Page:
New Cars Are Expensive, Here’s What You Can Do About It

by Steve Georgoulakis, CFP® on Tuesday July 02, 2024
Posted in Category: Purchasing a Vehicle
Tagged with : ,

Toy car on coins

Stop me if you’ve heard this one already, but new cars are expensive, and it’s a terrible time to buy one, so don’t do it!

That’s probably prudent guidance given the high interest rates, even higher prices, and massive depreciation on certain new cars right now. But what if you truly need to purchase a new automobile? After all, military life happens, and a growing family, a total loss claim, a PCS, or even a deployment can put you in a position where buying a vehicle is necessary.

If that’s you, here are a few tips to help you navigate your next vehicle purchase without driving yourself into financial gridlock.

  1. Broaden your vehicle search. New car inventories are growing, and manufacturer incentives are back. Still, you may need to travel to make the best deal. Start your search with local dealerships to get a baseline and compare your results with options outside your geographic area. As you search, remember that if a new — or used — car has been sitting on the lot for more than 60 days, you may be able to negotiate even more off the price. Also, be willing to walk away if you are not getting the deal you want.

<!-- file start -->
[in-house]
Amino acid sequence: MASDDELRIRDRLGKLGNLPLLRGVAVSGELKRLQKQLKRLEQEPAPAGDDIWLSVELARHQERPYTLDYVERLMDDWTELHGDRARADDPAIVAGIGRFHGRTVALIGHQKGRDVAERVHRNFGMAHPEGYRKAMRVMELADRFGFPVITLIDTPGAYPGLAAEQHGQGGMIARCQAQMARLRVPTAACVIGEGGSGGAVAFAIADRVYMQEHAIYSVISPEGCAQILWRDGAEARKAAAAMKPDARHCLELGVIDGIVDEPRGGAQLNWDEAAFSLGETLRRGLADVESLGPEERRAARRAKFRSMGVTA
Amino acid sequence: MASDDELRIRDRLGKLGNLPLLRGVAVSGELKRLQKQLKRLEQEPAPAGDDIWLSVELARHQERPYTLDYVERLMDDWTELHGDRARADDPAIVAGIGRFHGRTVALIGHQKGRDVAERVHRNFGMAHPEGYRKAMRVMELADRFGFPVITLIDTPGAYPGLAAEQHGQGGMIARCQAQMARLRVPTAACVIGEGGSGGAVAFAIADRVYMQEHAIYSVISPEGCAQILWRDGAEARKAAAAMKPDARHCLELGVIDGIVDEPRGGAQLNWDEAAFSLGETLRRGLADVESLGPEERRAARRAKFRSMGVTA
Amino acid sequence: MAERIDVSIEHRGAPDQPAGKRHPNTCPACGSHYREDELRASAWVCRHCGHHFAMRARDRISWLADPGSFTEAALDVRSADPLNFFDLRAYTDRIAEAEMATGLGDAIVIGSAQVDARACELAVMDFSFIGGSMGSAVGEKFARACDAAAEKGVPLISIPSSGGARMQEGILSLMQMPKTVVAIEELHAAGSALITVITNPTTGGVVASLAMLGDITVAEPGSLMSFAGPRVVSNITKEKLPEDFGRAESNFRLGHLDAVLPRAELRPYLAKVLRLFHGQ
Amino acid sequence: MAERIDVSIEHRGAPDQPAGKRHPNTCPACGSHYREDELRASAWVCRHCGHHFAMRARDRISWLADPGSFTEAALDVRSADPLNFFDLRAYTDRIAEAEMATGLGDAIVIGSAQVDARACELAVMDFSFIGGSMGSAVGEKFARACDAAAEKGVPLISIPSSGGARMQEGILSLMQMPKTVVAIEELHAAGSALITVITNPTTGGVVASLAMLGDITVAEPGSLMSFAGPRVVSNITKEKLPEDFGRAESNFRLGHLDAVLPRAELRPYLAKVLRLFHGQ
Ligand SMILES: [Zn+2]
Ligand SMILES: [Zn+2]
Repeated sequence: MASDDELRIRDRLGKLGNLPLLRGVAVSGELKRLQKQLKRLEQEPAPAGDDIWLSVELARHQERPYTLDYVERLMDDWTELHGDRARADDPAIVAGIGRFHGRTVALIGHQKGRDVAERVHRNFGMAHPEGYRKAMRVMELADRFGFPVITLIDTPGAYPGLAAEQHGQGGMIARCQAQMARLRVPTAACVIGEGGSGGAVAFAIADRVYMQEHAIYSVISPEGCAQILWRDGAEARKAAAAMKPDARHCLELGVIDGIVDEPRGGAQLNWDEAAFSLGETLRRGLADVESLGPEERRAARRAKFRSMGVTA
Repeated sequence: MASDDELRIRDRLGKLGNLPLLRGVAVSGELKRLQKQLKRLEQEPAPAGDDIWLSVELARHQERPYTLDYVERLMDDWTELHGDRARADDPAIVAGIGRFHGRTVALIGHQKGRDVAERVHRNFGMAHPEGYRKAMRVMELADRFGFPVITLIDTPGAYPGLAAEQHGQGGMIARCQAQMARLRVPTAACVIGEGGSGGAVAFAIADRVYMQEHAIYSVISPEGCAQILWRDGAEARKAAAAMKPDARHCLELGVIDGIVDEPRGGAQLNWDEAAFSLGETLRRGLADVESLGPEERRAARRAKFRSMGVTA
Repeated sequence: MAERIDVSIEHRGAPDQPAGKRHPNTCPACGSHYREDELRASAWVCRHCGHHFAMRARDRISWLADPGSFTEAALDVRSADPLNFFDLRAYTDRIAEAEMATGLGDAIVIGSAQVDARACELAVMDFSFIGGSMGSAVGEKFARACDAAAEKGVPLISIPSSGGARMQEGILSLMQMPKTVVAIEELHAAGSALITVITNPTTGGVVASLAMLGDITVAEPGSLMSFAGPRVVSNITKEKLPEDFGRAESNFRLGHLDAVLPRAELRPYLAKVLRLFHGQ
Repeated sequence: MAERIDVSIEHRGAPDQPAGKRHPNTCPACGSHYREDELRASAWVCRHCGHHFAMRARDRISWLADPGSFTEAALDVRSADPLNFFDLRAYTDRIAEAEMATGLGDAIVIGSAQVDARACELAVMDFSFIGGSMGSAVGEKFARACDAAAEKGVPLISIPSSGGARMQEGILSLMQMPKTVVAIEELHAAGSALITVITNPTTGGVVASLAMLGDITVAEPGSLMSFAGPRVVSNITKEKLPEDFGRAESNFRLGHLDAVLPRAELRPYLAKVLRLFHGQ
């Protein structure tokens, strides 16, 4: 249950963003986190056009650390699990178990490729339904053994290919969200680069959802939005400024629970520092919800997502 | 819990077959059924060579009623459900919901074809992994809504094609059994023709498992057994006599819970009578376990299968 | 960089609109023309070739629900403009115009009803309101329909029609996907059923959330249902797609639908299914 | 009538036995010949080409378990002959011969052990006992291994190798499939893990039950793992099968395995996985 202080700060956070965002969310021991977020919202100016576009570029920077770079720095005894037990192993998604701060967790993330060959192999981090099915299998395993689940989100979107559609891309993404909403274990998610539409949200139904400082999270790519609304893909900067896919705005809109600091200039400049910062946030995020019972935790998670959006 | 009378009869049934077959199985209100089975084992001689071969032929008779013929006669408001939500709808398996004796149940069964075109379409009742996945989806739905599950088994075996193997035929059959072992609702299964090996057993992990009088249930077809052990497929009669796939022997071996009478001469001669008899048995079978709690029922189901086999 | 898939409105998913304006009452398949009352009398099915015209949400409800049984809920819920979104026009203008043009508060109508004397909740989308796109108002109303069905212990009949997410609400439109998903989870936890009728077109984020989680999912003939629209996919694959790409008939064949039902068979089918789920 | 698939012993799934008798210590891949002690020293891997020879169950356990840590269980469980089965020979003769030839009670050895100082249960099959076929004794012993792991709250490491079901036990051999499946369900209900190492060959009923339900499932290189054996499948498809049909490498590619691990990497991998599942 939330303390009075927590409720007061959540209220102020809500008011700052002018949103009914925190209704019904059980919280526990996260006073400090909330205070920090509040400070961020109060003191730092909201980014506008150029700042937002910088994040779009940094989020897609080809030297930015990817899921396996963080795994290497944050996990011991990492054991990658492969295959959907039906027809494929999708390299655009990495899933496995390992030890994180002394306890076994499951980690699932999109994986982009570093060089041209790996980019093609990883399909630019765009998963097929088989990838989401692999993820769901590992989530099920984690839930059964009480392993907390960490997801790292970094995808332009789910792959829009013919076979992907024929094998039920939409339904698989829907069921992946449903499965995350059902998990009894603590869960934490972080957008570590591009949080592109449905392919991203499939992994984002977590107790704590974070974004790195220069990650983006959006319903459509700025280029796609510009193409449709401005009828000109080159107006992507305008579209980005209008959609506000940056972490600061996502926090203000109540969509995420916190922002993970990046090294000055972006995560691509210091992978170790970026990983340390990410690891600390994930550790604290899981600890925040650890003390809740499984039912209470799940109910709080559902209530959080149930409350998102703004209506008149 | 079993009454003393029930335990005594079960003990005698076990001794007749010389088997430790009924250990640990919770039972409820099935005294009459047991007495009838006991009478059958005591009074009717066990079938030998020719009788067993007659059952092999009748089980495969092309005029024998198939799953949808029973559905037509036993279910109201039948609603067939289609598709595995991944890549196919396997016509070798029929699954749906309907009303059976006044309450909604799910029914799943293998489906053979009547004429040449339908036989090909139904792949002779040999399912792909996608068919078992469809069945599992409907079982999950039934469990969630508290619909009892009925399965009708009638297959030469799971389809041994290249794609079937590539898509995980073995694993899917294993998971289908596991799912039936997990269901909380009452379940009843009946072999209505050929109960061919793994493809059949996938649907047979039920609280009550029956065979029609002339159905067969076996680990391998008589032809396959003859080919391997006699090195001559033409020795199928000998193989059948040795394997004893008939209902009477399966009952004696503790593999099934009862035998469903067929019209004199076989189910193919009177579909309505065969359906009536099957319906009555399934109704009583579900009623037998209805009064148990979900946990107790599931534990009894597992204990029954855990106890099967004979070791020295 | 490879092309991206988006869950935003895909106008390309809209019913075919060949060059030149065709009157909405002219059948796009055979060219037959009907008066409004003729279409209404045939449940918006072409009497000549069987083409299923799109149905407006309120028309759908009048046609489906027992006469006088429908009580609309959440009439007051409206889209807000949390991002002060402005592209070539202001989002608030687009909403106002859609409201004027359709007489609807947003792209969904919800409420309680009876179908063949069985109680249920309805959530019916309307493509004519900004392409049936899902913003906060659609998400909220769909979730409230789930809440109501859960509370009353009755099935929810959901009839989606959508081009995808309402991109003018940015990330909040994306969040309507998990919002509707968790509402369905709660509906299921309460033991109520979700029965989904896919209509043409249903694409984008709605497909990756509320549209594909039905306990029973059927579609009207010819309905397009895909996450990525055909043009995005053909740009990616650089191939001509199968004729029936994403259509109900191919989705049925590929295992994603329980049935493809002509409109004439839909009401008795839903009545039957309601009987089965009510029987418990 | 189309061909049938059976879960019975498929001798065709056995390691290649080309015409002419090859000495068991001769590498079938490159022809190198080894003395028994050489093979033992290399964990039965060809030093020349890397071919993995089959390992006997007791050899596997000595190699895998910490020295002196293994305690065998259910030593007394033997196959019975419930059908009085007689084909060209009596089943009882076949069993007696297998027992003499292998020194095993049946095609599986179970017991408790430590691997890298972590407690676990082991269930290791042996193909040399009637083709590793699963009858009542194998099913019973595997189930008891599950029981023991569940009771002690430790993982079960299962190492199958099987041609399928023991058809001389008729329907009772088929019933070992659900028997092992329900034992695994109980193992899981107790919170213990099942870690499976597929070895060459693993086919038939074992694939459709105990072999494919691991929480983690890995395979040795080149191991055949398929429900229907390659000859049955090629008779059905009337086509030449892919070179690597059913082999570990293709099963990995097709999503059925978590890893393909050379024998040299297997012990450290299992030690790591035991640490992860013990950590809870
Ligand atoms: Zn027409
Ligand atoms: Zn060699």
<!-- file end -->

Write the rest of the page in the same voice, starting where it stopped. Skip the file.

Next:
2. Buy used. Over the past couple of years, the used car market has been significantly inflated, but that trend is changing rapidly. As of June 2024, the average transaction price for a new car is still over $47,000, while the average used car price is almost half that amount at approximately $25,000. Think outside the box when considering a used vehicle. Look online, follow car classifieds accounts on social media, and reach out to your network of friends and family. You never know if your neighbor down the road just received PCS orders and is considering selling their car.
  3. Avoid stretching out your next auto loan. This tip deserves some serious attention. Higher interest rates and sales prices have led to longer loan terms. Some lenders offer 84- and 96-month auto loans to “help” lower the monthly payment, but don’t be fooled.

Stretching an auto loan for six, seven or even eight years to lower the monthly payment can lead to expensive finance charges and a greater potential for negative equity. Negative equity occurs when you owe more on the loan than the vehicle is worth. Given what’s been happening with vehicle prices, it’s an expensive problem many recent buyers are dealing with in a big way.

The simple tip here is to budget for an amount you can reasonably afford to pay per month over four to five years and use that number to determine your target loan amount. A good rule is to limit your total vehicle expenses — payment, fuel, insurance and maintenance —to 15%-20% of gross income, and the lower, the better. Our calculator can help you crunch the numbers.

To learn more about buying a new or used vehicle, check out our award-winning video series, Car Buying Basics.

New vs. Pre-owned

5 Steps to Vehicle Financing  

What Do You Want Your Payment to Be?

Dealer Add-ons

Let Me Talk to My Sales Manager

Trade-ins and Negative Equity


The USAA Educational Foundation is a nonprofit, tax-exempt IRS 501(c)(3) and cannot endorse or promote any commercial supplier, product, or service. The content of this blog is intended for information purposes only and does not constitute legal, tax, or financial advice.